it provided me with the opportunity to cultivate daily living as my spiritual practice, which is one of the most effective maxims I have encountered for actually thriving in this world.

Swami Radha, founder of Ascent Magazine and Timeless Books, established the ashram in the 60’s and was a German raised, ferocious teacher. Her teaching style is one of the main reasons she was so effective, and still remains a potent yogi16 years after her death. An example of how her approach has played out:

Swami Radha was adamant that her students relied on their own inner guru (or teacher) to guide them, not on anyone or anything external.

The teachers who remain at the ashram carrying on her legacy are true to her in this and many other regards. They are not superficially warm or overly endearing, which urges new students not to idealize the swamis but to hold a truly introspective space and do healing soul work on their own – which absolutely is the only way it can be effectively done.

My ashram experience was so potent that even now 3 years later it still resonates for me everyday. 

Every Radha teacher I have met has immeasurable integrity, and without exception I have learned important lessons through them all. I am better for my ashram pilgrimage in more ways than I can tell, and for having studied Radha Yoga for 12 years. Holding to Swami Radha’s maxim “make daily living your spiritual practice” is a staple of security for me.

I would recommend to anyone, “go to the Kootenays, without expectations, and walk onto Yasodhara’s grounds with great humility.” One certainly needs to be prepared to have the inner quagmire stirred, so my advice would be to go with as much spiritual clarity as possible. If a trip to the Yasodhara Ashram is not possible at this time, you can always join classes with local Radha Yoga teachers Arlene Trustham and Sharon Haave:

There are still spaces in the workshop, Relax into Peace, Harmony & Joy on April 9th 10 am -3 pm. Relaxation allows the body to heal and the mind to receive intuitive insights. Practice gentle yoga and breath awareness with a focus on relaxation. Drink deeply from the fountains of peace, harmony and joy within. Breathe easy and see what arises.

Wear comfortable clothing, bring a journal. Fee: $45

On Wednesdays, 4-5:30 pm, there are ongoing drop-in classes in Hidden Language Hatha Yoga in the Common House at Creekside. Bring a journal, wear comfortable clothing for this reflective hatha. Drop in fee $10.00. Series continues until May 18th.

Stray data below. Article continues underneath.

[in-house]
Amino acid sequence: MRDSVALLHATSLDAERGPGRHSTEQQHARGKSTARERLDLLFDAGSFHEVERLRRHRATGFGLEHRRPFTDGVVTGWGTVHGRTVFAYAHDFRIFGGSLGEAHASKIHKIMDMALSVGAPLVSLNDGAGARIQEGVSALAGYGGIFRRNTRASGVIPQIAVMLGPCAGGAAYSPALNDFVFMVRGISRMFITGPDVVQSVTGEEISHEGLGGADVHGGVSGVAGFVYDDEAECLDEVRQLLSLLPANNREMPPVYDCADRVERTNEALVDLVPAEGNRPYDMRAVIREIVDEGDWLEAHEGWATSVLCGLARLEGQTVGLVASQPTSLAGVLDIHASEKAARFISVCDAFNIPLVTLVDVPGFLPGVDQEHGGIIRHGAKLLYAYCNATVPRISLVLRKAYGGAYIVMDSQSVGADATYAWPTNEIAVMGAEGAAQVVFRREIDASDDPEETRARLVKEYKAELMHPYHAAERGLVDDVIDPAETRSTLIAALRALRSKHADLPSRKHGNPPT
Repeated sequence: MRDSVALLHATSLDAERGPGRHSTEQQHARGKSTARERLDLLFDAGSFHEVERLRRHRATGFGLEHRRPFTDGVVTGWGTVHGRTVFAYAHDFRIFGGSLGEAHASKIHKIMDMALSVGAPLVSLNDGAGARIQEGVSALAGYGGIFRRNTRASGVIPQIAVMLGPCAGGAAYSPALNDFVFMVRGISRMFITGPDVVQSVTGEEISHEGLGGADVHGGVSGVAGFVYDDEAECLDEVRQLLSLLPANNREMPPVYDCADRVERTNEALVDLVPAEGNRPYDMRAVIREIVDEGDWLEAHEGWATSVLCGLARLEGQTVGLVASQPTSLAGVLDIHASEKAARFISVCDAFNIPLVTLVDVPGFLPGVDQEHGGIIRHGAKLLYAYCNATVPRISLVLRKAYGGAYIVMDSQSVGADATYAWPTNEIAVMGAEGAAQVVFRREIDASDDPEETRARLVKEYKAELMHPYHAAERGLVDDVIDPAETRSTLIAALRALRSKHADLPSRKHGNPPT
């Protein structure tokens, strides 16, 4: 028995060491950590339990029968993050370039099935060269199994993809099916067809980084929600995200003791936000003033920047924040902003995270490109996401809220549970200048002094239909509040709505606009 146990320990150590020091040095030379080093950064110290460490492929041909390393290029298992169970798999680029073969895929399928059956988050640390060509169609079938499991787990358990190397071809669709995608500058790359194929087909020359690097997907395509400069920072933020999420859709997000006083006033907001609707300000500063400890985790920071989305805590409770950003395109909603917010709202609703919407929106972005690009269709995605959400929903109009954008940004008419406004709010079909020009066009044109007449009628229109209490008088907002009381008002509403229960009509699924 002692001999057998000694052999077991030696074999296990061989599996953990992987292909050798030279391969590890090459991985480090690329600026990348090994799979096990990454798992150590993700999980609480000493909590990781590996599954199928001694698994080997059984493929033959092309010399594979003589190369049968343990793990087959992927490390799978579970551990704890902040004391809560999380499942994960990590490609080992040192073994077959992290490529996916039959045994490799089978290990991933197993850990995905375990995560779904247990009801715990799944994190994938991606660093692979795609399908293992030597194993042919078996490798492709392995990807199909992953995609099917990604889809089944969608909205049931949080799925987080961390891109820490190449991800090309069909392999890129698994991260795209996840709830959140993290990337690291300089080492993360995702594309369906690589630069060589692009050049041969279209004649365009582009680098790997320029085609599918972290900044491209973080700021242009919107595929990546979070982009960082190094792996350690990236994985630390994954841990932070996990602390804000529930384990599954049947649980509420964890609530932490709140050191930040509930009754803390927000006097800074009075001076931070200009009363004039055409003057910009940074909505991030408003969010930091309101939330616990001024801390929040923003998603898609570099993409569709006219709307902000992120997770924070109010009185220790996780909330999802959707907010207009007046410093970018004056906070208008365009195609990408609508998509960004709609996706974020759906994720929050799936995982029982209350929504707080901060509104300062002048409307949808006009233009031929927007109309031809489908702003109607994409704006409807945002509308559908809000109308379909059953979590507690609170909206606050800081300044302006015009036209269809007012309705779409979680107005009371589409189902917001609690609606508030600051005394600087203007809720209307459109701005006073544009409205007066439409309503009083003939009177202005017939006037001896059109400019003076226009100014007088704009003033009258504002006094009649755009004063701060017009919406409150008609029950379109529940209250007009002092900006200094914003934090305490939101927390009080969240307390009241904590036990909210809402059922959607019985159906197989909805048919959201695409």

Monthly Sunday satsangs, 7-8 pm in the Creekside Common House Lounge on March 27th, April 17th and May 15th.

FMI: radhacv@shaw.ca

Quotes from Will Johnson’s book Yoga of the Mahamudra

Even though his use of the term Mahamudra is not bound by any particular historic tradition, thus challenging me to think outside the box of my beloved Kagyu lineage, Will Johnson is highly quotable. Here are some of my favourites:

The embodied cross is the path and the reward for those who want to explore the yoga of balance (We are embodied crosses).


Mahamudra urges us to take full advantage of the incredible privilege of having been born humans in this era.

It is the birthright of each one of us to experience our fundamental identity and a force that feels much larger than us.


The current of life force flows on whether we’re aware of it or not. Align yourself with it’s motions (through increased awareness) and become happier in your short time on earth.


The focus of the Mahamudra teachings is to remain loose and natural in every moment of your life.

From moment to moment, from breath to breath, what we feel shifts. Keep floating along this sea of change that masquerades as a solid body. 


We are NOT trying to achieve a perfected state of balance and then freeze it there. 


To surrender the body’s weight to the pull of gravity is to initiate the yoga of balance. 


It is important not to condemn and injure the egoic “I” of separation, because although it causes you to suffer, and its beliefs are limited and incomplete, it is what FEELS existence, and that feeling is the only port from which you can embark on your great journey inward.


Ask constantly “who am I?”… as it’ll change moment to moment.


The “I” of separation is a thought, a word – in your mind. The “I” of union is a state of being, and exists not as a word, but as a feeling.


Give up all questions except “Who am I?”. After all the only fact of which you are certain is that you ARE. The “I am” is certain, the “I am this” is not.


Find your way back to the simple feeling that I AM without having to qualify it. The embodied cross keeps leading us, ushering us, deeper into a feeling awareness that is out of bounds for words.


Wavelets of energy don’t need to name themselves to know they exist.

Book Notes – Yoga of the Mahamudra: the Mystical Way of Balance by Will Johnson

Although this book has nothing to do with the Mahamudra Yoga of the Kagyu Lineage that I am currently studying through the local hermitage, I enjoyed it nonetheless. The author, Will Johnson, inspires the reader to come into his or her most natural expression. Raw, real and personal – theory is tossed aside for practice, and the practice is:

Entirely living the fullness of each moment

Mr. Johnson wastes no time in breaking apart the concept of god, divinity or spirit. How refreshing! He would rather have us dance than plunk down into sitting meditation, but more than anything his call to action is to be relaxation itself, navigating alertly through the body with curiousity while attempting to loosen our bonds on thoughts, worries, planning and strategizing. What a gift to the western yogin.

I see Yoga of Mahamudra to be about getting beyond the formal teachings of asana, and learning to just move the way your body wants. Allow movement to be your friend…